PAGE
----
For retired seniors, living on a fixed income can be challenging (especially as the cost of living rises), but not impossible.
In today’s post, Ivy Knoll, an independent living facility in Northern Kentucky, will give you some helpful tips on saving money and budgeting on a fixed income.
Being retired typically means not having new streams of income to draw from. The best way to make your money go that extra mile is to cut down on expenses.
Cut Transportation Expenses
You’re no longer commuting for work, so you’ll likely not need to own a car, especially if you’re in a retirement home that offers public shuttle transportation (like Ivy Knoll).
If you do have a vehicle, drive only when necessary.
It’s not just gas prices you have to contend with, it’s the mileage, the wear n’ tear on your vehicle that could lead you to pay out of pocket for a mechanic to fix it.
Shop for Special “Senior” Discounts
Just like college kids, seniors are offered quite a lot of discounts from businesses. Take advantage of them.
Sure, these don’t offer tremendous savings. However, if they’re used gradually and consistently on hotels, retailers, and other stores, seniors will certainly see money saved.
Look for Veteran Benefits or Special Discounts
You might be surprised at how much you end up saving, even if it is a marginal 5 to 10% off of groceries, restaurants, or retailers.
Join Discount Club Benefits
It’s a perfect way to make your money go further between you and a spouse. There are plenty of discount club benefits for two people that seniors can take advantage of.
Visit Public Spaces
Libraries, parks, schools, and community centers offer plenty of discounted services and free programs, classes, and entertainment. The best part? They are FREE.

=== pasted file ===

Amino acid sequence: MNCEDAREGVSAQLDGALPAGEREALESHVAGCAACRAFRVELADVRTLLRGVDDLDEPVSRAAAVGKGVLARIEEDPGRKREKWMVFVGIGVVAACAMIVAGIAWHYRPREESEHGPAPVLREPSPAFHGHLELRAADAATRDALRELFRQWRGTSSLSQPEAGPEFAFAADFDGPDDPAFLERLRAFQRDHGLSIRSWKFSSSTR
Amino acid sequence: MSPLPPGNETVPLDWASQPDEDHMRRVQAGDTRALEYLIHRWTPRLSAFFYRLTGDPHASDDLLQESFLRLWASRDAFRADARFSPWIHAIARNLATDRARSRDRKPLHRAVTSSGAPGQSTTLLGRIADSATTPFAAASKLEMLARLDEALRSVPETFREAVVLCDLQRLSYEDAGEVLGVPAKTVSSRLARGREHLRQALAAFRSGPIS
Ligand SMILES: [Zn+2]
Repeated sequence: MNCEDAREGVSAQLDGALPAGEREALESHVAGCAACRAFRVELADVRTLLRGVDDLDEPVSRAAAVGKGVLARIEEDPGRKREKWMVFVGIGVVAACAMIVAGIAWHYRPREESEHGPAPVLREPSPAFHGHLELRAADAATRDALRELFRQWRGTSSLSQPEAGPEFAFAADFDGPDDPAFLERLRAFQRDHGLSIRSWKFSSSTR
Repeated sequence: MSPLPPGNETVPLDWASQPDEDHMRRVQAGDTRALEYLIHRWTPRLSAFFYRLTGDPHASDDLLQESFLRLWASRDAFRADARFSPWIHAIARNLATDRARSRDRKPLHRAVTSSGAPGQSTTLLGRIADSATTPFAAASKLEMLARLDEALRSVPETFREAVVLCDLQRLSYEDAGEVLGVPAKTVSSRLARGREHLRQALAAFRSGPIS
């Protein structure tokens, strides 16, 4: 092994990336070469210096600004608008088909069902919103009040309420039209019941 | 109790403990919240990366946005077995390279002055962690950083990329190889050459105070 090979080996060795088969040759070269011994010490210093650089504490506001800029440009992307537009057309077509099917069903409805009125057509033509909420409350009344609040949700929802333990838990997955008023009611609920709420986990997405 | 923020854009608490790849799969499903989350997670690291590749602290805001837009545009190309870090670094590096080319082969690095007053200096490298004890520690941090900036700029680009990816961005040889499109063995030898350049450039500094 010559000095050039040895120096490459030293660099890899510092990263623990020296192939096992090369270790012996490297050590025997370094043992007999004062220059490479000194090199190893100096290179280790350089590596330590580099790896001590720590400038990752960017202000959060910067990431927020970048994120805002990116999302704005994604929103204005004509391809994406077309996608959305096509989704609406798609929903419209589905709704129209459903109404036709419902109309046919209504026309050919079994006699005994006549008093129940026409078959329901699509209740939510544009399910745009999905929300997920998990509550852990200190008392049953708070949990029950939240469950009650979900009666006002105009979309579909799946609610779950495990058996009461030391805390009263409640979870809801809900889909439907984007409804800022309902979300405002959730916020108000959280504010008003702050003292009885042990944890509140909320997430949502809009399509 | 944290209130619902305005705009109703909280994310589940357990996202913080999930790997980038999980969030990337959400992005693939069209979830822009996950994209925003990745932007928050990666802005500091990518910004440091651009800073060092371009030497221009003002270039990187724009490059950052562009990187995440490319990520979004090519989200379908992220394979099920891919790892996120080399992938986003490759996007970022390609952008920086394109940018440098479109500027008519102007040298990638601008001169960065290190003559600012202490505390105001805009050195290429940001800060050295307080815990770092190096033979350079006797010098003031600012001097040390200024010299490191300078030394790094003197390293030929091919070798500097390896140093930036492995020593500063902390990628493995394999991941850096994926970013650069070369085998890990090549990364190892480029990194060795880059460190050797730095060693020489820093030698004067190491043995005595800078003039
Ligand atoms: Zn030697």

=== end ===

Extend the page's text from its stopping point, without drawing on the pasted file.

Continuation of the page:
Move to a Cheaper Area
This one is pretty obvious. If rents are out of control in your area, it’s better to bite the bullet, budget your moving expenses, and leave for a better cost of living in a different location.
Grab the Coupons
It’s a bit of a time commitment. But when you’re retired, it’s totally achievable. Collect and organize coupons to use on groceries, retail stores, or restaurants.
Shop at Thrift Stores
Discount bargain bin stores and thrift shops offer some excellent used clothes for great prices.
Shop for New Healthcare
If your healthcare plan doesn’t meet your needs, you could be overspending when you just don’t need to. Be sure to check in with a Medicare agent to see what changes you need to make to your coverage during the Annual Enrollment Period (Oct. 15 – Dec. 7) every year.
This will help you avoid out-of-pocket costs! For more information, go to Medicare.org.
Look for Prescription Discounts
Look up company websites to see what deals are offered at different pharmacies. It’s especially helpful if you have limited medication coverage or are without health insurance.
Here are some helpful resources:
- Part D Extra Help
- State Prescription Assistance Program (SPAP)
- Patient Assistance Programs
- Drug Charity Programs
Meal Prep and Planning
Create a meal plan and budget your expenses on what ingredients will cost. If you plan out what days you’ll be eating out and what days you can expect to have meals set up for, you’ll be well on your way to establishing a stronger personal finance plan.
Save on Electricity & Water
If you haven’t chosen to live in an all-expense-covered independent living facility, you’ll want to save as much as you can on utility bills month by month at home.
Turn it off when you’re not using it. Use a dishwasher instead of washing dishes by hand and leaving the water on for long intervals (as you scrub, dry, or put up plates).
Cut Out Any “Extra” Monthly Expenses
If you find that you don’t need that particular magazine subscription for $5 or $10 a month, leave it out of your budget.
The are other areas that you can save while living at home:
- Cut the cable and switch to streaming.
- Take trips off of the peak season (when prices are the highest).
Cut Out Unnecessary Spending
Do some soul-searching. Figure out what you really need and what you just want. By cutting down on spending habits and replacing them with other activities, say creative projects or volunteer work, you’ll be able to free up your monthly budget and save for a rainy day.
Create a Monthly Expense Planner
Get a monthly expense sheet and write down everything you’ll be spending money on during the month. If you see a discrepancy anywhere, you’ll be able to change it or adjust your habits accordingly.
Make Budgeting Easier By Moving to an Independent Living Retirement Home
Ivy Knoll’s independent living community offers gorgeous spacious apartment living without the hassle of monthly bill payments, household maintenance, or commuting, just ease and comfort under a single monthly payment. Take your tour today!